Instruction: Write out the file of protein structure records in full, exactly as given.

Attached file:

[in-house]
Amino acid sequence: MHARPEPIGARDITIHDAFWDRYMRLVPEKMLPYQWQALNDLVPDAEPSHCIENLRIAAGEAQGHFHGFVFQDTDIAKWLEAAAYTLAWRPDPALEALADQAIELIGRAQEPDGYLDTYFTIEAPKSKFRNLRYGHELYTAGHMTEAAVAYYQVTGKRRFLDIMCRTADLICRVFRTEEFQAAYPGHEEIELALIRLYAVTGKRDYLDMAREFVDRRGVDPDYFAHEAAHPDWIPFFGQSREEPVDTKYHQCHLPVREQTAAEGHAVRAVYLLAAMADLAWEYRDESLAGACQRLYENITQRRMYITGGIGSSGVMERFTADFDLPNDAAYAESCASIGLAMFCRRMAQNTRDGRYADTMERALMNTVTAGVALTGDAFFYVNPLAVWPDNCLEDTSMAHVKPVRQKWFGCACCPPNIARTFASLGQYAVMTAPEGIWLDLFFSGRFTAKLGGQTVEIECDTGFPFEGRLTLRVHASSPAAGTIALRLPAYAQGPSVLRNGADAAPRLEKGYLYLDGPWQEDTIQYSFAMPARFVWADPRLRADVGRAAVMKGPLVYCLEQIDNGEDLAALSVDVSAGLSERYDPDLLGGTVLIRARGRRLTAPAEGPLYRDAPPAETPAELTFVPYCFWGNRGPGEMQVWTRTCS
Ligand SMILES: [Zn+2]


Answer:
[in-house]
Amino acid sequence: MHARPEPIGARDITIHDAFWDRYMRLVPEKMLPYQWQALNDLVPDAEPSHCIENLRIAAGEAQGHFHGFVFQDTDIAKWLEAAAYTLAWRPDPALEALADQAIELIGRAQEPDGYLDTYFTIEAPKSKFRNLRYGHELYTAGHMTEAAVAYYQVTGKRRFLDIMCRTADLICRVFRTEEFQAAYPGHEEIELALIRLYAVTGKRDYLDMAREFVDRRGVDPDYFAHEAAHPDWIPFFGQSREEPVDTKYHQCHLPVREQTAAEGHAVRAVYLLAAMADLAWEYRDESLAGACQRLYENITQRRMYITGGIGSSGVMERFTADFDLPNDAAYAESCASIGLAMFCRRMAQNTRDGRYADTMERALMNTVTAGVALTGDAFFYVNPLAVWPDNCLEDTSMAHVKPVRQKWFGCACCPPNIARTFASLGQYAVMTAPEGIWLDLFFSGRFTAKLGGQTVEIECDTGFPFEGRLTLRVHASSPAAGTIALRLPAYAQGPSVLRNGADAAPRLEKGYLYLDGPWQEDTIQYSFAMPARFVWADPRLRADVGRAAVMKGPLVYCLEQIDNGEDLAALSVDVSAGLSERYDPDLLGGTVLIRARGRRLTAPAEGPLYRDAPPAETPAELTFVPYCFWGNRGPGEMQVWTRTCS
Ligand SMILES: [Zn+2]